Academics debate the positive and negative consequences of hosting sports mega-events, and although there is a general recognition that doing so cannot be a panacea for solving other social issues, who wins and who loses tends to be the same. This article considers why mega-events are not more regularly resisted given the routinization of harm to local populations that they tend to invoke. It develops ideas derived from the late sociologist and criminologist Stanley Cohen concerning the relationships between, and the politics of, denial and acknowledgement, with specific attention to the role of academics, non-governmental organizations (NGOs) and the media. The article illustrates the difficulties in exposing, contesting and transforming these human rights abuses, but suggests that there are grounds for optimism as new strategies for communicating human rights abuses in connection with sports mega-events are developed.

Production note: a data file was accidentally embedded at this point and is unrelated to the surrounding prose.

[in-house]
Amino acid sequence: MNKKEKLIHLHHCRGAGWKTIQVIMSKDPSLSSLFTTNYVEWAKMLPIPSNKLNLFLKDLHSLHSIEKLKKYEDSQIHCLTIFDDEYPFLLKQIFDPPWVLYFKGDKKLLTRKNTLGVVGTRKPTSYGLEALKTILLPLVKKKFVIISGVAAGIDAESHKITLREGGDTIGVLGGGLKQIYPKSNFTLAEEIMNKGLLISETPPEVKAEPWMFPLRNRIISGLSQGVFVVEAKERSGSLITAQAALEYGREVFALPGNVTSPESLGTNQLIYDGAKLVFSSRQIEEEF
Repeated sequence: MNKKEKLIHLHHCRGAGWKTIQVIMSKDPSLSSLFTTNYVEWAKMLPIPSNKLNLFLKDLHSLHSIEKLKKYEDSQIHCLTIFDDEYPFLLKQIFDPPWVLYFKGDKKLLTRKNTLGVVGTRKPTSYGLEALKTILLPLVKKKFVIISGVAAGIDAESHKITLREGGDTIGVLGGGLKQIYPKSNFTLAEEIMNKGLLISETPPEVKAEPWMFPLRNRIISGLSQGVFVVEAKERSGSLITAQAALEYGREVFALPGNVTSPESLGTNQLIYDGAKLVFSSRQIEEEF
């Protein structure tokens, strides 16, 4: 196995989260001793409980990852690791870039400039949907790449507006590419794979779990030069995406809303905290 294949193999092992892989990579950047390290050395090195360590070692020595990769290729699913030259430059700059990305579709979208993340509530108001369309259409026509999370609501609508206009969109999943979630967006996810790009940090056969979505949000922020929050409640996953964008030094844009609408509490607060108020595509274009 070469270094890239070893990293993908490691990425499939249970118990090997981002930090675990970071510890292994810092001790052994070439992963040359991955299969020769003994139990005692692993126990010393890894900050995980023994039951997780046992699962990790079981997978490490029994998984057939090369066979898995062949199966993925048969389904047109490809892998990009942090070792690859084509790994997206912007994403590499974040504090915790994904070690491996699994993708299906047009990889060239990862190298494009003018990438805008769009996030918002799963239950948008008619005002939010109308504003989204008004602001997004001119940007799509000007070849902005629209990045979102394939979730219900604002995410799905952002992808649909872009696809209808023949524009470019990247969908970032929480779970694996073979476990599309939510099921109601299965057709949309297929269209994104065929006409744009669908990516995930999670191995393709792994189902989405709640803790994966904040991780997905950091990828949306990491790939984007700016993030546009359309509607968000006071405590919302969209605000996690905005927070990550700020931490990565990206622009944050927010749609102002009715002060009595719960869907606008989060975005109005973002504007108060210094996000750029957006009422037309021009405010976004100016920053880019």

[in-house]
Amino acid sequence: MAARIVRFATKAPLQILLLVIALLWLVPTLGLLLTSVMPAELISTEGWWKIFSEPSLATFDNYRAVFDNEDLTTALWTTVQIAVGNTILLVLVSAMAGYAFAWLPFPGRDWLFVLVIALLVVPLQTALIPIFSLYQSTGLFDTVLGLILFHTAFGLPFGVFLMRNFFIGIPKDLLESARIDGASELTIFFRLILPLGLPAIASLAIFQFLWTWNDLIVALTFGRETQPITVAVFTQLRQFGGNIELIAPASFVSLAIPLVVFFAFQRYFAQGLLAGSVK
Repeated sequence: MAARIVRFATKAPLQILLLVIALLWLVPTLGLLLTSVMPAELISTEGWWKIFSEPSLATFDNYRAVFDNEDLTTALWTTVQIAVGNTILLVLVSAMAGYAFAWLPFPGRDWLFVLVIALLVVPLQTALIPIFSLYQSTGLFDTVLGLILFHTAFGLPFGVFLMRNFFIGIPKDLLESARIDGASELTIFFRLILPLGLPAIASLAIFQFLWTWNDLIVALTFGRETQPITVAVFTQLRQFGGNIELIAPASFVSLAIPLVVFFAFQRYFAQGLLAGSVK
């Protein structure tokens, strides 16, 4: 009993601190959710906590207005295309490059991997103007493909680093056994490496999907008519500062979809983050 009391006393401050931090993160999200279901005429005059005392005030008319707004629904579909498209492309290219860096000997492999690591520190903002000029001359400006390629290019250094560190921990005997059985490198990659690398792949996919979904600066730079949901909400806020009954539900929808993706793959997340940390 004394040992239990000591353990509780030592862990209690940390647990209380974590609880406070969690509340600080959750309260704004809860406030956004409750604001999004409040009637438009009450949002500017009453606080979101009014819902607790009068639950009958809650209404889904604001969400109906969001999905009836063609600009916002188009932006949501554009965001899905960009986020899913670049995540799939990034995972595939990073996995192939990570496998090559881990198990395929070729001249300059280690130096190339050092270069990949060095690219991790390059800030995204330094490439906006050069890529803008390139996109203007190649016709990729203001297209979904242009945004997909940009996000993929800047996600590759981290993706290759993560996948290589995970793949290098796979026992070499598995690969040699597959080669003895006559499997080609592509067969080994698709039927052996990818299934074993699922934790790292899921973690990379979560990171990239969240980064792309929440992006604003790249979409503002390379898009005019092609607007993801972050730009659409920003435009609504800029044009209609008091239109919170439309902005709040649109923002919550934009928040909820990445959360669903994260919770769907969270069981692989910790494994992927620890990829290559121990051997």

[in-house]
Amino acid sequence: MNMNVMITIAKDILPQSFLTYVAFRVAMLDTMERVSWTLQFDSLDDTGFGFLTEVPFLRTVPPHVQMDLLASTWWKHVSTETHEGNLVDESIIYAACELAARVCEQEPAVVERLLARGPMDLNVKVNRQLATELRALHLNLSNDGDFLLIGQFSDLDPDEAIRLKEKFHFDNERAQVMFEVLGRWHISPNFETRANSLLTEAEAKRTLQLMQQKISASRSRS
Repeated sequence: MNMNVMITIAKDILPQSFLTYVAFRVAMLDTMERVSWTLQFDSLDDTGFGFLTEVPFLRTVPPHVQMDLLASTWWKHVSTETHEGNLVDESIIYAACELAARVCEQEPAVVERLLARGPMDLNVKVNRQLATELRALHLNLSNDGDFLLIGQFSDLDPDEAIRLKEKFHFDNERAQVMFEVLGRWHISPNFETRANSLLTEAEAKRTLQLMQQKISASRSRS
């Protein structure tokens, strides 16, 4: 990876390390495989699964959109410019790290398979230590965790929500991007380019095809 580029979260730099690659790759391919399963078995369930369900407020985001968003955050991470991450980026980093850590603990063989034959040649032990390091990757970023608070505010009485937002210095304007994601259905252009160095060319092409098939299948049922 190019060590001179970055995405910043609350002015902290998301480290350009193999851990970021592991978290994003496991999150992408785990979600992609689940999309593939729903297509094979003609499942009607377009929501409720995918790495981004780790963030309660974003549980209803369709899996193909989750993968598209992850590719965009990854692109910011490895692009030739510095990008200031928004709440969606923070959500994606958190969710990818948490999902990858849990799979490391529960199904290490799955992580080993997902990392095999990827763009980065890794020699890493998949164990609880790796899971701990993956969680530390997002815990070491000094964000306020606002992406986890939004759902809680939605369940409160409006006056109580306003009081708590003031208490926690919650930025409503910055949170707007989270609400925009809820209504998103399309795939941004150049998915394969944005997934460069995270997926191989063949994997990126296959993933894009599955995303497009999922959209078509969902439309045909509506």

|Number of pages||11|
|Publication status||Published - 2018 Jan 2|
- human rights
- moral panic
ASJC Scopus subject areas
- Geography, Planning and Development
- Tourism, Leisure and Hospitality Management